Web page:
The GameStop Saga Explained


I am sure that by now you have all heard about the stock market’s most recent controversy: a drama that has left amateur investors millionaires and the powerful figures of Wall Street pulling out their hair. And yes, I am talking about the current GameStop Market Situation. In order to understand how a group of investors who collaborated on Reddit outsmarted Wall Street, we need to first break down how the stock market works and why the GameStop stock was used.

Think of the stock market as a shop that sells apples. Each apple costs the same amount of money. However, this set price can fluctuate based on supply and demand. If the supply of apples is low but there is high demand, then prices surge. If the supply of apples is high, but there is low demand, then prices drop. In this metaphorical world, each GameStop stock is comparable to an apple. The apple store is located on Wall Street. Let’s say that Tim, an investor, has many apples which he bought from the apple store. As supply and demand has fluctuated, so has the value of Tim’s apples. If Tim bought his apples in 2008, during the recession, the value of those apples would have been very low. However, since Tim held on to his apples, their value has increased dramatically as the economy bounced back.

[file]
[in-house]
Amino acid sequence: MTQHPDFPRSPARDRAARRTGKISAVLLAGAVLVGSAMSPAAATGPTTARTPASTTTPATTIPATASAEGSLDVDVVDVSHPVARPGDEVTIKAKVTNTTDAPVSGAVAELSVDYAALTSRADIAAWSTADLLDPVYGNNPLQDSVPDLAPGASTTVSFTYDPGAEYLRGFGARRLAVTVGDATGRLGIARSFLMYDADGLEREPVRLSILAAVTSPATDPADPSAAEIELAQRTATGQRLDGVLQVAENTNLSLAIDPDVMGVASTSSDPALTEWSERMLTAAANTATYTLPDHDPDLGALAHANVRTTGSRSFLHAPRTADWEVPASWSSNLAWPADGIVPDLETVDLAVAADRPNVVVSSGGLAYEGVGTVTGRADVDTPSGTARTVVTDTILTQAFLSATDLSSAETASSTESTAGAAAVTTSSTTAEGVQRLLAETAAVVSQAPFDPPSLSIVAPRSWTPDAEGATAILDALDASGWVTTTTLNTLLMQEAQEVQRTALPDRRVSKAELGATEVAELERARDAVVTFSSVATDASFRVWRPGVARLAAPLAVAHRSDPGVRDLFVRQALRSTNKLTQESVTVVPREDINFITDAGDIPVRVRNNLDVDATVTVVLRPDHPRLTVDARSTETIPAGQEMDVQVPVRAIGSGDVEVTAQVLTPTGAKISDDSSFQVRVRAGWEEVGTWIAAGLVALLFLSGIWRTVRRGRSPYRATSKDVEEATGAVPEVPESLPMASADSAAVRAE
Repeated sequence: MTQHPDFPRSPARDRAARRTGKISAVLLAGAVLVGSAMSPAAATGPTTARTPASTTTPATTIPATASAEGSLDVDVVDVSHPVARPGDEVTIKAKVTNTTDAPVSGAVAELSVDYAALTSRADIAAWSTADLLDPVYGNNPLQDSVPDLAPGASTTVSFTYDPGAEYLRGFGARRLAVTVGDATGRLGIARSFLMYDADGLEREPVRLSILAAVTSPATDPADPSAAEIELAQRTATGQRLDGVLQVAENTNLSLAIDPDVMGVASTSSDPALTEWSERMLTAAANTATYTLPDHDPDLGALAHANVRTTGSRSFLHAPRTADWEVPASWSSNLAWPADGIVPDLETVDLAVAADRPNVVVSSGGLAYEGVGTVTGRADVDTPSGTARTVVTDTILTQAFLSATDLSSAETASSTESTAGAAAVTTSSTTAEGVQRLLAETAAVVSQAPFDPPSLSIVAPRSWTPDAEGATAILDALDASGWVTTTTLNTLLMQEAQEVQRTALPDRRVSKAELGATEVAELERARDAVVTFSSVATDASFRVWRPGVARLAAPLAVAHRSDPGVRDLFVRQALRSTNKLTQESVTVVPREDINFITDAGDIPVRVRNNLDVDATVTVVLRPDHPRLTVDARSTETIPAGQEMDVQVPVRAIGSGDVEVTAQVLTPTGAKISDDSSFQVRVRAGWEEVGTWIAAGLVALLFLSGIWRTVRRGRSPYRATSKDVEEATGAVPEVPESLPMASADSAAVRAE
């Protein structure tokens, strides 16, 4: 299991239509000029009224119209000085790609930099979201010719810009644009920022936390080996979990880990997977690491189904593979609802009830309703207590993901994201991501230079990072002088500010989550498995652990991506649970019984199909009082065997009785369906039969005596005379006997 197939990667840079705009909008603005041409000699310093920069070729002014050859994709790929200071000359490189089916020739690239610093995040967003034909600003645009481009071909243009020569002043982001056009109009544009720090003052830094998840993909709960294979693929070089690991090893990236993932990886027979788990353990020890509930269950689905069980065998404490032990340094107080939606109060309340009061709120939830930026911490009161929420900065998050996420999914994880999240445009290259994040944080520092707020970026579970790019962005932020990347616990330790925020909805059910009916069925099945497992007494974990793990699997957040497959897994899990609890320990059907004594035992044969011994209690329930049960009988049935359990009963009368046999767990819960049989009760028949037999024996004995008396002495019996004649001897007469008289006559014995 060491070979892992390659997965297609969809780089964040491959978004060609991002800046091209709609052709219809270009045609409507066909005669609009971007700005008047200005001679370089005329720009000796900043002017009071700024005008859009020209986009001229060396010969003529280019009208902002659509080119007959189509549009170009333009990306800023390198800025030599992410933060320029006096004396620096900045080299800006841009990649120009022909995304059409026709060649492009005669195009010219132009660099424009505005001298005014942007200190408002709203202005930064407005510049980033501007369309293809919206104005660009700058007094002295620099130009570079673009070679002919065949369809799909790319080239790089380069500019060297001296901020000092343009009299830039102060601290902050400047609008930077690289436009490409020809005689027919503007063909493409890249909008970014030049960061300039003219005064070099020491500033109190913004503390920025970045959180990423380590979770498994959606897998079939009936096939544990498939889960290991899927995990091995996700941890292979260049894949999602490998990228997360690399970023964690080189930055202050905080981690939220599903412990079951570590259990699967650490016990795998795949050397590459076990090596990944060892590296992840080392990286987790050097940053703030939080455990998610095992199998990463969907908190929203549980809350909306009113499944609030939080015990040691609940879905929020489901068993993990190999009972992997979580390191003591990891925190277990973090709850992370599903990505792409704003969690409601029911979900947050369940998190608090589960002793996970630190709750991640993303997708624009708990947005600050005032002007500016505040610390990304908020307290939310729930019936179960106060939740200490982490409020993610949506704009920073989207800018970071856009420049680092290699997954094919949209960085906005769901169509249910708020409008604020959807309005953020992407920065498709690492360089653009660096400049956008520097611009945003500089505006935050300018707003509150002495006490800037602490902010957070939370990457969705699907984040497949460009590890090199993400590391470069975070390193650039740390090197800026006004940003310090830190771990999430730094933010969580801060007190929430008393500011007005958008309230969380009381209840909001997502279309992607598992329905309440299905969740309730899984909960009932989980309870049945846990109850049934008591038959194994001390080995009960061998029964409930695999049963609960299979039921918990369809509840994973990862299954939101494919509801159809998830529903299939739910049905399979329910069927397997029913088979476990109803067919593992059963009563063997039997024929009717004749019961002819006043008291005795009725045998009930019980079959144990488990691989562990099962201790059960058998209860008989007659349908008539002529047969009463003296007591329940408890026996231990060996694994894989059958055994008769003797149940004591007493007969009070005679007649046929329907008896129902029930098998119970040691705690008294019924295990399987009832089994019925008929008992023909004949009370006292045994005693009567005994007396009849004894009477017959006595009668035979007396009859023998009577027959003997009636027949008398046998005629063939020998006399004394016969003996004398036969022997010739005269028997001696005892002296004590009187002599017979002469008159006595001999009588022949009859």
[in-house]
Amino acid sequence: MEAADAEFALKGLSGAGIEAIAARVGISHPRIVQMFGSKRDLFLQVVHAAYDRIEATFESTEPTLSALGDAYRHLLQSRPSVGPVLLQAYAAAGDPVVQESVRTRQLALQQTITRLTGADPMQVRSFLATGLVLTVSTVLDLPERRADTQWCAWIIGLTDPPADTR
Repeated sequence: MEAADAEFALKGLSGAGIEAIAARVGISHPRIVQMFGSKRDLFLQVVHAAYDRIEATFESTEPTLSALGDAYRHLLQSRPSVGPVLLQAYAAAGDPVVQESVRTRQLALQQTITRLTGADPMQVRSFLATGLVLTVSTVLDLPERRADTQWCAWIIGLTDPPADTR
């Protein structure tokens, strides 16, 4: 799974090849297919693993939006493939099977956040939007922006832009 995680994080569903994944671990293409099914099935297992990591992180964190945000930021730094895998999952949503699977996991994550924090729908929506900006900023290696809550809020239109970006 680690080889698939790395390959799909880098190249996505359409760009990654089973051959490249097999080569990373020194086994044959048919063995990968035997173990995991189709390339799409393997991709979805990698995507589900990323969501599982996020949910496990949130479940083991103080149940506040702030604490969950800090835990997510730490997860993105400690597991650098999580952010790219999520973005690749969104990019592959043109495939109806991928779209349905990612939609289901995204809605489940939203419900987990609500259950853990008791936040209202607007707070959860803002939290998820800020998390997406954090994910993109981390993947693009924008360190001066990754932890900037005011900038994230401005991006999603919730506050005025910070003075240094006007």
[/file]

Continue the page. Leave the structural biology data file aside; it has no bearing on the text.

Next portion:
Due to this increase in demand for apples, Tim is now much wealthier. Large companies, created by the joint effort of multiple investors like Tim, have the ability to predict whether an apple’s value will go up and down. These large companies sensed that the apple’s price would decrease significantly in 2021. These large companies, who have a buffer for profit and can afford to take risks, began borrowing all the apples that were available, both from the apple store and from individual investors. These large companies then decided to sell all of these borrowed apples for their current rates. Then, after the price of apples had declined drastically (as they had predicted), companies bought apples at this cheaper price and gave them back to the apple store and the individual investors they had originally borrowed from. Since the value of the apple had decreased, the people who lent their stocks lost money while the large companies made a profit.


The analogy above explains a process called shorting on a stock. When hedge funds “bet on a declining stock”, it means that they predict a decrease in its value. These hedge funds then short the stock, which means that they borrow the stock while it still has a high value. Then, these hedge funds sell the stock immediately, before the value of the stock decreases. Once the stock has sufficiently lowered in cost, hedge funds buy apples to pay back the people they borrowed from. Therefore, since the price of the apple is very low when they have to buy it back, these hedge funds have made millions in profits. Now, where does Reddit fit into all of this? Back to the analogy …